Disney+ show ‘Andor’ tells the story of how revolutionaries are made, says star Diego Luna. When “Rogue One: A Star Wars Story” hit theaters in December 2016, no one could have foreseen how a story about relative unknowns fighting the system would shake up a franchise that was struggling to find its voice in many ways.
The film, a prequel to George Lucas’ original Star Wars movies, told the heart-wrenching story of a rebellion that directly lit the spark for the Skywalker saga.
At the center of that story were characters Cassian Andor (Diego Luna) and Jyn Erso (Felicity Jones), two unlikely heroes forced to carry on a big job.
Six years on, and time has been dialed further back to tell Andor’s original story with the new Disney+ show, “Andor,” premiering in the Middle East on Sept. 21.
In a virtual press conference ahead of the opening, Mexican actor Luna said: “This is a show about real people. It’s very dark times in the galaxy and there are no Jedis around. The people have to articulate a reaction to oppression and it’s the most grounded kind of Star Wars you’ll get.
“It is a show about these people finding the strength to come up with a reaction, to change and bring change to their reality. It’s very inspiring.”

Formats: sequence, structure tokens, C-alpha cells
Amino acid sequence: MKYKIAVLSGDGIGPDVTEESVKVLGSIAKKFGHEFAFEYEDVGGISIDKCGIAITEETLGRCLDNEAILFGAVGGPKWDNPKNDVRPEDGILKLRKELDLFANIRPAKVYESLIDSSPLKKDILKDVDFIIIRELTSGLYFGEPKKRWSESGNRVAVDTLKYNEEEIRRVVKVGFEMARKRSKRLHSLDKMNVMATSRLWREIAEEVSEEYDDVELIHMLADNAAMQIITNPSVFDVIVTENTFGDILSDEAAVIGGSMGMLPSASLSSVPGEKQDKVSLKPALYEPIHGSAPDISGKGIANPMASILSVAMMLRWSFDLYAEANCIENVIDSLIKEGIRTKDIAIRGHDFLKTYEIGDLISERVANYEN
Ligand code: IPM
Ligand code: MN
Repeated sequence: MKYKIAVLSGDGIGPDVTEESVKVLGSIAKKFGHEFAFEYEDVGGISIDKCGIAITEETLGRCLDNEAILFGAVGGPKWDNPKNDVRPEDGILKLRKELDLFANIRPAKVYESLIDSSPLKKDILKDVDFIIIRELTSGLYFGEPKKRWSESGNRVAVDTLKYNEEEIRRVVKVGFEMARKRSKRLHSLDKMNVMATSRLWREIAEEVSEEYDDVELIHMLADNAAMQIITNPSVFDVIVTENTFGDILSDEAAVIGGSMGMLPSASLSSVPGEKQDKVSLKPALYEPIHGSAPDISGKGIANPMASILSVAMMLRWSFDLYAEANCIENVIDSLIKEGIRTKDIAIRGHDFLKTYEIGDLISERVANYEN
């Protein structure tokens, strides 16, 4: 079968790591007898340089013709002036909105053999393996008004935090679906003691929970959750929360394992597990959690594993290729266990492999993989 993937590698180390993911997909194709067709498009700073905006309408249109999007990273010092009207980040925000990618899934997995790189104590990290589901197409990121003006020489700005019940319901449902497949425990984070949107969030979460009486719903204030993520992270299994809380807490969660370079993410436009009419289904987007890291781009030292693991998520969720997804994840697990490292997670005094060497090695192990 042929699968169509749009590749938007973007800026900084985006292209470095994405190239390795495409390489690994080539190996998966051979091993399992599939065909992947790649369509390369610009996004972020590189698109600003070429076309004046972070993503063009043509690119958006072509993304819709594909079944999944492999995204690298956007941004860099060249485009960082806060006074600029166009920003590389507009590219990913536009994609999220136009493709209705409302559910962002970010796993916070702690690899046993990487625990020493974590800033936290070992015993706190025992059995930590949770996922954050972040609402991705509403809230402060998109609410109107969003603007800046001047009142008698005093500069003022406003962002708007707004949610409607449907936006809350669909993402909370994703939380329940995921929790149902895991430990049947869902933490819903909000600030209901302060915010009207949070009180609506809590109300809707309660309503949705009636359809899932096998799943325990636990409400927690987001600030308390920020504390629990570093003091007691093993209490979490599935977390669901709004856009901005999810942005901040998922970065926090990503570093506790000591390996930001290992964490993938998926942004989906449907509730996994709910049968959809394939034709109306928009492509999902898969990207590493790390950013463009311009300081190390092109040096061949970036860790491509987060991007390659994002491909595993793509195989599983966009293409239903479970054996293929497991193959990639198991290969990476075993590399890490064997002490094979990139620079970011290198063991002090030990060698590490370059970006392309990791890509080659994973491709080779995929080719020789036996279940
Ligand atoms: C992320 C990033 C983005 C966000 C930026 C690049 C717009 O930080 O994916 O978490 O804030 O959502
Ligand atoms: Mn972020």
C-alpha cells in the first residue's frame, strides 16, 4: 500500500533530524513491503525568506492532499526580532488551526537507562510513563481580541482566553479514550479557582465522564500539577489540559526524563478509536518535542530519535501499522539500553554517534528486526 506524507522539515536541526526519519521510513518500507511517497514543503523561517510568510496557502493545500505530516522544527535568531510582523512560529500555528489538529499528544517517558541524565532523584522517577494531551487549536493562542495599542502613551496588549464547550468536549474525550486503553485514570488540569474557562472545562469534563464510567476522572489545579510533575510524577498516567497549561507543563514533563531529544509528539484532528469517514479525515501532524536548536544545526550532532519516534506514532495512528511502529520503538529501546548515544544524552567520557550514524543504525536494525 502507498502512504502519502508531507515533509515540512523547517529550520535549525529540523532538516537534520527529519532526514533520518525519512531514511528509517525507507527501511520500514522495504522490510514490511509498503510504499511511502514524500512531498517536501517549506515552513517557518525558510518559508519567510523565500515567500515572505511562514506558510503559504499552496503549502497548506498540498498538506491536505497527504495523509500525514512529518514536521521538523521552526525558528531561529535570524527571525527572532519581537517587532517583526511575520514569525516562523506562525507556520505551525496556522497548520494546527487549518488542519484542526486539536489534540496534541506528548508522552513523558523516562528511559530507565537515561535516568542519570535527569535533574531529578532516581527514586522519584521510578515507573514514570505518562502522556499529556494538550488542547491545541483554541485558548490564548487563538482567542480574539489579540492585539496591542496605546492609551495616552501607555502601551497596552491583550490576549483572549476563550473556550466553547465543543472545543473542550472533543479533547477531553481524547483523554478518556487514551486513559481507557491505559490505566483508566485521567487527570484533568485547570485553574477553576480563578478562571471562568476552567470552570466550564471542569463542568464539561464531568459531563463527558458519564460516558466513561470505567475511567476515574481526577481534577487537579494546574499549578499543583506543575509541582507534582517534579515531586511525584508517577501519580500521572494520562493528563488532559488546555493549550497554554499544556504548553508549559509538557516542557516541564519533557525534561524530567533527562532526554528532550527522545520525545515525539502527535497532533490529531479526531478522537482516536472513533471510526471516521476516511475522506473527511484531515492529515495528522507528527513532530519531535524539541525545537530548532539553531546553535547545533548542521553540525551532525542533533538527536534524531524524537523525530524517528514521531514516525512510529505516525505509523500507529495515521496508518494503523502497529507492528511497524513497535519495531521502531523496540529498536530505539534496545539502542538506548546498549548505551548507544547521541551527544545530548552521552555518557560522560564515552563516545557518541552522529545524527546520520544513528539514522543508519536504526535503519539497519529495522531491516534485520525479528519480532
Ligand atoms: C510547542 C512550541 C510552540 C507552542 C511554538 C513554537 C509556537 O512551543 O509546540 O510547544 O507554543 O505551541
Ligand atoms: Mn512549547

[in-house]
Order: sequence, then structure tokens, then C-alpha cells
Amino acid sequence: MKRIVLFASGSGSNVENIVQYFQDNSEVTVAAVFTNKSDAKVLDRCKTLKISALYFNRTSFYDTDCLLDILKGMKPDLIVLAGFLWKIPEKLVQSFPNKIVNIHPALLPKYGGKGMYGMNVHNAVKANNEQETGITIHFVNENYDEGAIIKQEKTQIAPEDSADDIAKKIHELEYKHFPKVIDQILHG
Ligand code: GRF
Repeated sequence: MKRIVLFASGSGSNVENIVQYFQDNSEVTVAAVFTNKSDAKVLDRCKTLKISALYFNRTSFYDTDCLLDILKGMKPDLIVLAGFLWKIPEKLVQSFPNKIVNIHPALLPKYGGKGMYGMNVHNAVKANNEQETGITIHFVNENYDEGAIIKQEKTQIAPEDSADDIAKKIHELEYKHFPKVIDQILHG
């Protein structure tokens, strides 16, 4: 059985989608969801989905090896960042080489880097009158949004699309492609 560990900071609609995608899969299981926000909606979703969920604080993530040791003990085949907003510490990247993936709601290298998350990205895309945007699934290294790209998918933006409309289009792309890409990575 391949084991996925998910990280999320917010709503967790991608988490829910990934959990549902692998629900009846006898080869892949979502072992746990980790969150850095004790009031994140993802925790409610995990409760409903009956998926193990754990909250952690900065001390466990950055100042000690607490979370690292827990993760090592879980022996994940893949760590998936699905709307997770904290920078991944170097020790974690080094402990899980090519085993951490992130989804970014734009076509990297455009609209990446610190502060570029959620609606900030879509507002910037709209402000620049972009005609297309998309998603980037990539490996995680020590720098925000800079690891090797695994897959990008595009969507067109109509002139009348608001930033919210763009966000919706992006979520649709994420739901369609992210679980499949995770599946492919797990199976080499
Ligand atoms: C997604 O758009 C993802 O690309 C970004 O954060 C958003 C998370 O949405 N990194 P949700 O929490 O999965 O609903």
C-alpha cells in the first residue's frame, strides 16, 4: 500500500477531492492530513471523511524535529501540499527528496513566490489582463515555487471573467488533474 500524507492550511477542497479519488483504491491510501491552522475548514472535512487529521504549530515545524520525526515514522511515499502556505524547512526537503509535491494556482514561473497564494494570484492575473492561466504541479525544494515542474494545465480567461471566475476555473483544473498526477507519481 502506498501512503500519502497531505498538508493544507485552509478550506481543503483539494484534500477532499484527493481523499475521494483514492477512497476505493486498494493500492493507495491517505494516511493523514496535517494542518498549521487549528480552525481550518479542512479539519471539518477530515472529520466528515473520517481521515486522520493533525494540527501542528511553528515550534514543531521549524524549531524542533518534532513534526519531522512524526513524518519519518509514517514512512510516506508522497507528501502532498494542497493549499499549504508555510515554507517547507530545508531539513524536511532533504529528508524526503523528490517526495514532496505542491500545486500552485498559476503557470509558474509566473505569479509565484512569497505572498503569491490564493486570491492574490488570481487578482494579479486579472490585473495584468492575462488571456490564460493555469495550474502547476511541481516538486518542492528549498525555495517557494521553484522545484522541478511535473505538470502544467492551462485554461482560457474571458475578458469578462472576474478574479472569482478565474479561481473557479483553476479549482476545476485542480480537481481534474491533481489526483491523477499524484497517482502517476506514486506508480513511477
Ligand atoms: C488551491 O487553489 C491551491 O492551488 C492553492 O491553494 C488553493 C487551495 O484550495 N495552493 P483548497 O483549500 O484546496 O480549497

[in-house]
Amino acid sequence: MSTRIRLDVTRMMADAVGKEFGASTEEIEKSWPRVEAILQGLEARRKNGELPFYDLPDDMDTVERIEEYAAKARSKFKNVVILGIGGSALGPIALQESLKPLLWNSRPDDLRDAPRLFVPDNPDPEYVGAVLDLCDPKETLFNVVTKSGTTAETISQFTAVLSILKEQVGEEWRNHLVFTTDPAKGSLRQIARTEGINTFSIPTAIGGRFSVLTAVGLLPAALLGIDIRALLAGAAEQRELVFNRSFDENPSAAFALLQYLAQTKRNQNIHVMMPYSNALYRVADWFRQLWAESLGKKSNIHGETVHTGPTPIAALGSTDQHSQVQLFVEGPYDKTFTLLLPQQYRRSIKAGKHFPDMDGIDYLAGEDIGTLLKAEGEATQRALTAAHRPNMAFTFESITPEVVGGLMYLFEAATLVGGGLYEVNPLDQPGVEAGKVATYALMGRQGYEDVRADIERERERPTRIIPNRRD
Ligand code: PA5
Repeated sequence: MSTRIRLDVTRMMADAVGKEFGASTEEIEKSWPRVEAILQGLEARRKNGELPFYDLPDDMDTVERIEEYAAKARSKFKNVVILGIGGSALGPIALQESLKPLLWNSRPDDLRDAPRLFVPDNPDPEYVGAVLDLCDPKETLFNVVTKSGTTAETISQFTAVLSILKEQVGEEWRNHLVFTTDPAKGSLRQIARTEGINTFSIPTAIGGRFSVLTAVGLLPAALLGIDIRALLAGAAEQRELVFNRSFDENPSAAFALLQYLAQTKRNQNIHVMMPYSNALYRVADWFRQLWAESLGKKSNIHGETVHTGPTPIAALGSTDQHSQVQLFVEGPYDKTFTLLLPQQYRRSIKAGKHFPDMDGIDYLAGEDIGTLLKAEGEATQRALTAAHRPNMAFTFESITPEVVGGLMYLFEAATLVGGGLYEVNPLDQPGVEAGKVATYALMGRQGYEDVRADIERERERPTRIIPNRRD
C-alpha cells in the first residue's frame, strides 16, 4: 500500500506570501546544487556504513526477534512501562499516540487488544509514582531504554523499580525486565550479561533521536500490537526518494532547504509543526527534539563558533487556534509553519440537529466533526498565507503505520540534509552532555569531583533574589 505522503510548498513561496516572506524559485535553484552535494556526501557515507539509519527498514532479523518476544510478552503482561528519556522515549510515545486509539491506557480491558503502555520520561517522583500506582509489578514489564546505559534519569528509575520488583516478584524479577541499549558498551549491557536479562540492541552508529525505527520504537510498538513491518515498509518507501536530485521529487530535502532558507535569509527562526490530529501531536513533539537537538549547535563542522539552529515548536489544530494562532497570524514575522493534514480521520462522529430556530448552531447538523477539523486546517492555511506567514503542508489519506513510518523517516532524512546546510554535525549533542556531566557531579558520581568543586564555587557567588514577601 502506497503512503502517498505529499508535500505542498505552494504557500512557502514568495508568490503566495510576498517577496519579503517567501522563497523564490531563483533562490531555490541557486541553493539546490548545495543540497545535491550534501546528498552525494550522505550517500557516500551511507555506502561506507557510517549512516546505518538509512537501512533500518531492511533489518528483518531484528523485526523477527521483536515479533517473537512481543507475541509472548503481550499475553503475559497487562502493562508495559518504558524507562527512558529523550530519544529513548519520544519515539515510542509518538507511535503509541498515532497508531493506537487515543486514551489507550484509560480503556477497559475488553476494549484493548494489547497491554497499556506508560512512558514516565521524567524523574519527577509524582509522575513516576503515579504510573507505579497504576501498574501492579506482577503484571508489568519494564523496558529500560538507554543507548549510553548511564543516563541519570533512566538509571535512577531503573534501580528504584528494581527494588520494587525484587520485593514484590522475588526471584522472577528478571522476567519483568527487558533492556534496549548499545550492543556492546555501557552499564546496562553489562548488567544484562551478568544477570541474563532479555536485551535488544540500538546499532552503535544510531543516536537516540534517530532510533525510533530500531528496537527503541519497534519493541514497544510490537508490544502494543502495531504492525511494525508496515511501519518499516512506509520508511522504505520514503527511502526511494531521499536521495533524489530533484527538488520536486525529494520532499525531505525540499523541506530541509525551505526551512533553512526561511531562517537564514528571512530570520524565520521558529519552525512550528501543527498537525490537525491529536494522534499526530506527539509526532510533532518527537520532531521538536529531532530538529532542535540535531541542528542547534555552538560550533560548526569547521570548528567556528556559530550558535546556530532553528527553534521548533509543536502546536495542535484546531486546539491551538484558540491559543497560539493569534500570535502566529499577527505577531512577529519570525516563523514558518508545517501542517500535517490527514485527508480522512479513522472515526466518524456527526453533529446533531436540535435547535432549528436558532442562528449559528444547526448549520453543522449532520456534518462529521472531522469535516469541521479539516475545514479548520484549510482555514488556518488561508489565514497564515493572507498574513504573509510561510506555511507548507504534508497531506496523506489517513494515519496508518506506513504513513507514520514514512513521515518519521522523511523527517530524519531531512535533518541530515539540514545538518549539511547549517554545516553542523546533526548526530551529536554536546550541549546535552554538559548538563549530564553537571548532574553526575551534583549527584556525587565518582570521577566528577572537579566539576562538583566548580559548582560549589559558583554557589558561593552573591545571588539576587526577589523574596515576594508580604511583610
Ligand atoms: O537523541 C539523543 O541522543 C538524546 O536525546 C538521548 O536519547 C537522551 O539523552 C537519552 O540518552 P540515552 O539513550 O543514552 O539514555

“Andor” takes place five years before the events of “Rogue One” and charts how Andor went from a loner trying to survive to a major player in the Rebellion cause.
“‘Rogue One is a film about an event, you know? You don’t get to know those characters. And for me, it’s quite relevant today to tell the story of what needs to happen for a revolutionary to emerge. What gives meaning in the life of someone is to be willing to sacrifice everything for a cause.
That journey matters to me. The character says stuff in ‘Rogue One that still haunts me, that he started to fight when he was six years old. What does that mean, exactly? Why would a six-year-old miss his childhood and fight?
“He talks about a dark past. He talks about doing terrible stuff for the Rebellion. What is he referring to? I think that story matters,” Luna added.
He noted that when audiences meet Andor in the series, they will see him as a far cry from his character in “Rogue One.”
Luna said: “You see the guy in the first episode, and you don’t see any possibility of him being the man from the movie. That gives me hope, you know, in the world we live in. If that’s possible, anyone can do something. We can all find what we are capable of.”